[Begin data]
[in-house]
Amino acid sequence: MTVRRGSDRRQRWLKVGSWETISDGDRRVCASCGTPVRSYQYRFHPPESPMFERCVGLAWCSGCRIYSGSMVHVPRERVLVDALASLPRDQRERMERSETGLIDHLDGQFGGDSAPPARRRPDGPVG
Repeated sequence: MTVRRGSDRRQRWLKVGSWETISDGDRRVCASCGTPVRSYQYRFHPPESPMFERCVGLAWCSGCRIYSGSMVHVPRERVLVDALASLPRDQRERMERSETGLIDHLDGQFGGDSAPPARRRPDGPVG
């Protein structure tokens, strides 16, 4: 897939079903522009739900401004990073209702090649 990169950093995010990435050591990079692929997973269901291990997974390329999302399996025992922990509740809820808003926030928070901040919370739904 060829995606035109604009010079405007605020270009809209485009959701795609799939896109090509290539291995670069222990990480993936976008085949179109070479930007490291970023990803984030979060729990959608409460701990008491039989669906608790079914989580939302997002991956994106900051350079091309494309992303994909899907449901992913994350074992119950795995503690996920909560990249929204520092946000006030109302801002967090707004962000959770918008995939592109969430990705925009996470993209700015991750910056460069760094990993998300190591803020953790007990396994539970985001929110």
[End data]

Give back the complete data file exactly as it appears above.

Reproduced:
[in-house]
Amino acid sequence: MTVRRGSDRRQRWLKVGSWETISDGDRRVCASCGTPVRSYQYRFHPPESPMFERCVGLAWCSGCRIYSGSMVHVPRERVLVDALASLPRDQRERMERSETGLIDHLDGQFGGDSAPPARRRPDGPVG
Repeated sequence: MTVRRGSDRRQRWLKVGSWETISDGDRRVCASCGTPVRSYQYRFHPPESPMFERCVGLAWCSGCRIYSGSMVHVPRERVLVDALASLPRDQRERMERSETGLIDHLDGQFGGDSAPPARRRPDGPVG
């Protein structure tokens, strides 16, 4: 897939079903522009739900401004990073209702090649 990169950093995010990435050591990079692929997973269901291990997974390329999302399996025992922990509740809820808003926030928070901040919370739904 060829995606035109604009010079405007605020270009809209485009959701795609799939896109090509290539291995670069222990990480993936976008085949179109070479930007490291970023990803984030979060729990959608409460701990008491039989669906608790079914989580939302997002991956994106900051350079091309494309992303994909899907449901992913994350074992119950795995503690996920909560990249929204520092946000006030109302801002967090707004962000959770918008995939592109969430990705925009996470993209700015991750910056460069760094990993998300190591803020953790007990396994539970985001929110």